During the Newport Summit the leaders of the NATO member states assumed that certain NATO capabilities will be developed by certain countries which are to be treated as “framework nations”. Poland, under the German guidance, will be involved in creating the anti-missile defence system.
According to the information published by the German Ministry of Defence, the initiative is to expand the capabilities within the scope of anti-missile defence, reconnaissance, surveilance and intelligence, command and logistics. According to the contents of the declaration published during the summit in Wales, the cooperation shall also include development of capabilities within the scope of delivering firepower from air, sea and land. Besides Germany, the collaboration includes countries such as Poland, Netherlands, Luxembourg, Czech Republic, Hungary, Belgium, Denmark, Croatia and Norway.
One of the elements of the conception that is often mentioned is to enhance the combat readiness of the Multinational Corps Northeast. According to the Polish Ministry of Defence, the Corps is to achieve HRF status (High Readiness Force), in order to provide capabilities of commanding and directing the full spectrum of the NATO missions, with a particular emphasis placed on Article 5 operations and quick deployment. At the same time this would provide support of implementation of reinforcing the north-east NATO allies. Reinforcement of the Corps is a long-term activity, nevertheless the unit is still a command structure, with no combat units that are permanently assigned.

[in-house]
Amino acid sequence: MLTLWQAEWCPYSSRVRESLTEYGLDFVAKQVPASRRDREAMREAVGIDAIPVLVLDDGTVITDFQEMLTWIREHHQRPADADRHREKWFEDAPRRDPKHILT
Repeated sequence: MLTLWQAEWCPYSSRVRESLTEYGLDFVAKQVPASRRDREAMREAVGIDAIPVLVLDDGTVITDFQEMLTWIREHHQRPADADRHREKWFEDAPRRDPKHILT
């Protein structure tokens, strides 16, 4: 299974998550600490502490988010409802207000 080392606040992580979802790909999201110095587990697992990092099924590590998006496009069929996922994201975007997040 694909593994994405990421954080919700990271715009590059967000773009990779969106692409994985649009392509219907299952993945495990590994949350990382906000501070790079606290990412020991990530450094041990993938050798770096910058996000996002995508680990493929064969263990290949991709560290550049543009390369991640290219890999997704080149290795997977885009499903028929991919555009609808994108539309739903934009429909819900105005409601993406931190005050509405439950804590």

Additionally, under the leadership of the United Kingdom, Joint Expeditionary Force is to be formed. This body would include troops from Norway, Denmark, Netherlands, Lithuania, Latvia and Estonia, and it would gather units that are capable of a quick reaction within the full scope of potential danger, including high-intensity conflicts. On the other hand the Italian initiative is concentrated on peacekeeping and reconstruction, which may be closely tied to the character of potential dangers in the Mediterranean region.
At the present moment it is hard to assess the idea of “framework nations” and the roles Warsaw and Berlin are to fulfill within the implemented initiative. On one hand status of Poland, which is not treated as a “framework nation” in relation with Germany, raises some concerns. It was earlier, when the Atlantic Council has published an original project, which assumed that Germany and Poland together are to be treated as a “framework country” in the critical field of collective defence. Simultaneously, participation of Germany in the exercises that take part in our region has been, so far, quite limited, which raises some doubts whether the “framework country” is willing to participate in the allied defence system.
On the other hand though, if such form of cooperation would lead to a realistic reinforcement of the German capabilities within the framework of the collective defence system, it should be accepted. Germany has a huge economic potential and modern Armed Forces, which are equipped e.g. with anti-missile systems – the Polish Army still does not have a decent anti-missile shield. It is hard to imagine whether the idea of collective defence would be even possible to implement in the region without the Federal Republic of Germany. At the same time, the German public opinion appears to be more eager to accept the international military initiatives rather than independent German moves.